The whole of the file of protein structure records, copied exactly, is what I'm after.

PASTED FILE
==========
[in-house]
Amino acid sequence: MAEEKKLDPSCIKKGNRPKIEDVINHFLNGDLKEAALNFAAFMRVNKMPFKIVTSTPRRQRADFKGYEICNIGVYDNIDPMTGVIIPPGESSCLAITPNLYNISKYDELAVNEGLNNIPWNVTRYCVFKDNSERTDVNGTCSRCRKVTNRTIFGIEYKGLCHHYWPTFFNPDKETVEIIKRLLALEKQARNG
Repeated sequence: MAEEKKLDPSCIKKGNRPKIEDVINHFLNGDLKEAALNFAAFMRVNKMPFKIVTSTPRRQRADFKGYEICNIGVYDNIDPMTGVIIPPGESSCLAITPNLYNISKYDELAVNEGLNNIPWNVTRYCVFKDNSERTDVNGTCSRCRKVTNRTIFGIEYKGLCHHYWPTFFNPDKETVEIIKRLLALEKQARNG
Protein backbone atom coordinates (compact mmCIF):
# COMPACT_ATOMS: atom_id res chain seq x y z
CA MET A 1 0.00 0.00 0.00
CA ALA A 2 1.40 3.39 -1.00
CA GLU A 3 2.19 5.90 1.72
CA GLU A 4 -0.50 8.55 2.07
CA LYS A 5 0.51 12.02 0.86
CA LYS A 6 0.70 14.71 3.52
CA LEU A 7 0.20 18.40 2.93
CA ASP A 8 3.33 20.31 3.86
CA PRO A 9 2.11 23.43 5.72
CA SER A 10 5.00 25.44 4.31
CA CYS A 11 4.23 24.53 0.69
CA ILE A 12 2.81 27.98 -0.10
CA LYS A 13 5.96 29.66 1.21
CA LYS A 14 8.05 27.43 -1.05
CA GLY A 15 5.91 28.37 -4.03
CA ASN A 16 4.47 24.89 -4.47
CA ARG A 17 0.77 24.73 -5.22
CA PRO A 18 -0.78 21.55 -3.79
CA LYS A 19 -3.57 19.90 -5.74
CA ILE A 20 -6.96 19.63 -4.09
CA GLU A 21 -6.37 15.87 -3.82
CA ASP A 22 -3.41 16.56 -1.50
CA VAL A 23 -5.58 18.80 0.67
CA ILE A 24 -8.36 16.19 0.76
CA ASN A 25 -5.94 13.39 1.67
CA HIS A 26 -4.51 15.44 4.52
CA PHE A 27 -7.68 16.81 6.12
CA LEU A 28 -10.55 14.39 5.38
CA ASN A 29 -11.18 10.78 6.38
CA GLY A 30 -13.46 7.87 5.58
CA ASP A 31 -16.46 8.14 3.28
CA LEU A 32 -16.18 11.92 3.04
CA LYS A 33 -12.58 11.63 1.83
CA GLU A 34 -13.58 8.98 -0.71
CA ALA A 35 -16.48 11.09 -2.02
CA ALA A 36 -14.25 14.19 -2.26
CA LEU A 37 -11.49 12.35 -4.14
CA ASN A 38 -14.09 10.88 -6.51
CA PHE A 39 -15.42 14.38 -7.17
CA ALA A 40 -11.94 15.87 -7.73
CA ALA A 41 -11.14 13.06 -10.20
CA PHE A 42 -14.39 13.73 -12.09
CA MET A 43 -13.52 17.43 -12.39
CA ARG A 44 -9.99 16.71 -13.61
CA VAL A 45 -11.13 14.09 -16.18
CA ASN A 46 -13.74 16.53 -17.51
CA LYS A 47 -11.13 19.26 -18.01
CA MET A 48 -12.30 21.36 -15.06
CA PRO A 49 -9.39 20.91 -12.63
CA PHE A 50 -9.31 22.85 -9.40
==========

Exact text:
[in-house]
Amino acid sequence: MAEEKKLDPSCIKKGNRPKIEDVINHFLNGDLKEAALNFAAFMRVNKMPFKIVTSTPRRQRADFKGYEICNIGVYDNIDPMTGVIIPPGESSCLAITPNLYNISKYDELAVNEGLNNIPWNVTRYCVFKDNSERTDVNGTCSRCRKVTNRTIFGIEYKGLCHHYWPTFFNPDKETVEIIKRLLALEKQARNG
Repeated sequence: MAEEKKLDPSCIKKGNRPKIEDVINHFLNGDLKEAALNFAAFMRVNKMPFKIVTSTPRRQRADFKGYEICNIGVYDNIDPMTGVIIPPGESSCLAITPNLYNISKYDELAVNEGLNNIPWNVTRYCVFKDNSERTDVNGTCSRCRKVTNRTIFGIEYKGLCHHYWPTFFNPDKETVEIIKRLLALEKQARNG
Protein backbone atom coordinates (compact mmCIF):
# COMPACT_ATOMS: atom_id res chain seq x y z
CA MET A 1 0.00 0.00 0.00
CA ALA A 2 1.40 3.39 -1.00
CA GLU A 3 2.19 5.90 1.72
CA GLU A 4 -0.50 8.55 2.07
CA LYS A 5 0.51 12.02 0.86
CA LYS A 6 0.70 14.71 3.52
CA LEU A 7 0.20 18.40 2.93
CA ASP A 8 3.33 20.31 3.86
CA PRO A 9 2.11 23.43 5.72
CA SER A 10 5.00 25.44 4.31
CA CYS A 11 4.23 24.53 0.69
CA ILE A 12 2.81 27.98 -0.10
CA LYS A 13 5.96 29.66 1.21
CA LYS A 14 8.05 27.43 -1.05
CA GLY A 15 5.91 28.37 -4.03
CA ASN A 16 4.47 24.89 -4.47
CA ARG A 17 0.77 24.73 -5.22
CA PRO A 18 -0.78 21.55 -3.79
CA LYS A 19 -3.57 19.90 -5.74
CA ILE A 20 -6.96 19.63 -4.09
CA GLU A 21 -6.37 15.87 -3.82
CA ASP A 22 -3.41 16.56 -1.50
CA VAL A 23 -5.58 18.80 0.67
CA ILE A 24 -8.36 16.19 0.76
CA ASN A 25 -5.94 13.39 1.67
CA HIS A 26 -4.51 15.44 4.52
CA PHE A 27 -7.68 16.81 6.12
CA LEU A 28 -10.55 14.39 5.38
CA ASN A 29 -11.18 10.78 6.38
CA GLY A 30 -13.46 7.87 5.58
CA ASP A 31 -16.46 8.14 3.28
CA LEU A 32 -16.18 11.92 3.04
CA LYS A 33 -12.58 11.63 1.83
CA GLU A 34 -13.58 8.98 -0.71
CA ALA A 35 -16.48 11.09 -2.02
CA ALA A 36 -14.25 14.19 -2.26
CA LEU A 37 -11.49 12.35 -4.14
CA ASN A 38 -14.09 10.88 -6.51
CA PHE A 39 -15.42 14.38 -7.17
CA ALA A 40 -11.94 15.87 -7.73
CA ALA A 41 -11.14 13.06 -10.20
CA PHE A 42 -14.39 13.73 -12.09
CA MET A 43 -13.52 17.43 -12.39
CA ARG A 44 -9.99 16.71 -13.61
CA VAL A 45 -11.13 14.09 -16.18
CA ASN A 46 -13.74 16.53 -17.51
CA LYS A 47 -11.13 19.26 -18.01
CA MET A 48 -12.30 21.36 -15.06
CA PRO A 49 -9.39 20.91 -12.63
CA PHE A 50 -9.31 22.85 -9.40